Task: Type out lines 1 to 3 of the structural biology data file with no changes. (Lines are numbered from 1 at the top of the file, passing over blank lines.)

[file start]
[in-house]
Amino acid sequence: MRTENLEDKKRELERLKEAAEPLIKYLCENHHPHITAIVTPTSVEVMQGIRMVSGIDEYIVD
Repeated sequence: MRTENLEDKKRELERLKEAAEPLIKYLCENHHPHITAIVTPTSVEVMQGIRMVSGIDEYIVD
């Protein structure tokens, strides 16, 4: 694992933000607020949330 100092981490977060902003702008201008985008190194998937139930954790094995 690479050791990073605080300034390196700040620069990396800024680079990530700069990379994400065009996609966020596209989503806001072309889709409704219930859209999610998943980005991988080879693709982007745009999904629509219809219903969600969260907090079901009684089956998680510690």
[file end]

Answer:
[in-house]
Amino acid sequence: MRTENLEDKKRELERLKEAAEPLIKYLCENHHPHITAIVTPTSVEVMQGIRMVSGIDEYIVD
Repeated sequence: MRTENLEDKKRELERLKEAAEPLIKYLCENHHPHITAIVTPTSVEVMQGIRMVSGIDEYIVD